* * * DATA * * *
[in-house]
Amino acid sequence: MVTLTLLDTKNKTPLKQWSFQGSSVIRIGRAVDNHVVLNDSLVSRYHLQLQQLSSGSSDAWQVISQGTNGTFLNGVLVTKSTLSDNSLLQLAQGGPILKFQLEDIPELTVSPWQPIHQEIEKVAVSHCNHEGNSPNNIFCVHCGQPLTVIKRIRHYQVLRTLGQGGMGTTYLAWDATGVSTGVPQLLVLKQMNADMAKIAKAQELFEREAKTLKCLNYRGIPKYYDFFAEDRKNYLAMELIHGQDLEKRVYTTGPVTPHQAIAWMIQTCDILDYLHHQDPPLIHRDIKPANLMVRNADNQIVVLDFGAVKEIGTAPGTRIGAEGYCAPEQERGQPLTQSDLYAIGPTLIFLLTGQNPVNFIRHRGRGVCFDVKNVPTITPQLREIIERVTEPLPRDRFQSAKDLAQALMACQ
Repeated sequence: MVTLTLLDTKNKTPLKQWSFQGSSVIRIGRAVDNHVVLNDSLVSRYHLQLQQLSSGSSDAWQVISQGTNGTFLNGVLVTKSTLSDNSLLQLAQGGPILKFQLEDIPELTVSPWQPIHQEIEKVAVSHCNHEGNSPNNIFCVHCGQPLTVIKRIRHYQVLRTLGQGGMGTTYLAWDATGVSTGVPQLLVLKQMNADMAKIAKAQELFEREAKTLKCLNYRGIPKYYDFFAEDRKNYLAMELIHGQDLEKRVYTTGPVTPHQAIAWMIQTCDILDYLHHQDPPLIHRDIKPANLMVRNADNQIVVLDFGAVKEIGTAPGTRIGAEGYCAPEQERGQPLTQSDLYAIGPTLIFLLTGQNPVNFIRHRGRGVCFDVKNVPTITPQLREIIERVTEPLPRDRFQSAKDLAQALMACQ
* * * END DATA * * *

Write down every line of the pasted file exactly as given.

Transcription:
[in-house]
Amino acid sequence: MVTLTLLDTKNKTPLKQWSFQGSSVIRIGRAVDNHVVLNDSLVSRYHLQLQQLSSGSSDAWQVISQGTNGTFLNGVLVTKSTLSDNSLLQLAQGGPILKFQLEDIPELTVSPWQPIHQEIEKVAVSHCNHEGNSPNNIFCVHCGQPLTVIKRIRHYQVLRTLGQGGMGTTYLAWDATGVSTGVPQLLVLKQMNADMAKIAKAQELFEREAKTLKCLNYRGIPKYYDFFAEDRKNYLAMELIHGQDLEKRVYTTGPVTPHQAIAWMIQTCDILDYLHHQDPPLIHRDIKPANLMVRNADNQIVVLDFGAVKEIGTAPGTRIGAEGYCAPEQERGQPLTQSDLYAIGPTLIFLLTGQNPVNFIRHRGRGVCFDVKNVPTITPQLREIIERVTEPLPRDRFQSAKDLAQALMACQ
Repeated sequence: MVTLTLLDTKNKTPLKQWSFQGSSVIRIGRAVDNHVVLNDSLVSRYHLQLQQLSSGSSDAWQVISQGTNGTFLNGVLVTKSTLSDNSLLQLAQGGPILKFQLEDIPELTVSPWQPIHQEIEKVAVSHCNHEGNSPNNIFCVHCGQPLTVIKRIRHYQVLRTLGQGGMGTTYLAWDATGVSTGVPQLLVLKQMNADMAKIAKAQELFEREAKTLKCLNYRGIPKYYDFFAEDRKNYLAMELIHGQDLEKRVYTTGPVTPHQAIAWMIQTCDILDYLHHQDPPLIHRDIKPANLMVRNADNQIVVLDFGAVKEIGTAPGTRIGAEGYCAPEQERGQPLTQSDLYAIGPTLIFLLTGQNPVNFIRHRGRGVCFDVKNVPTITPQLREIIERVTEPLPRDRFQSAKDLAQALMACQ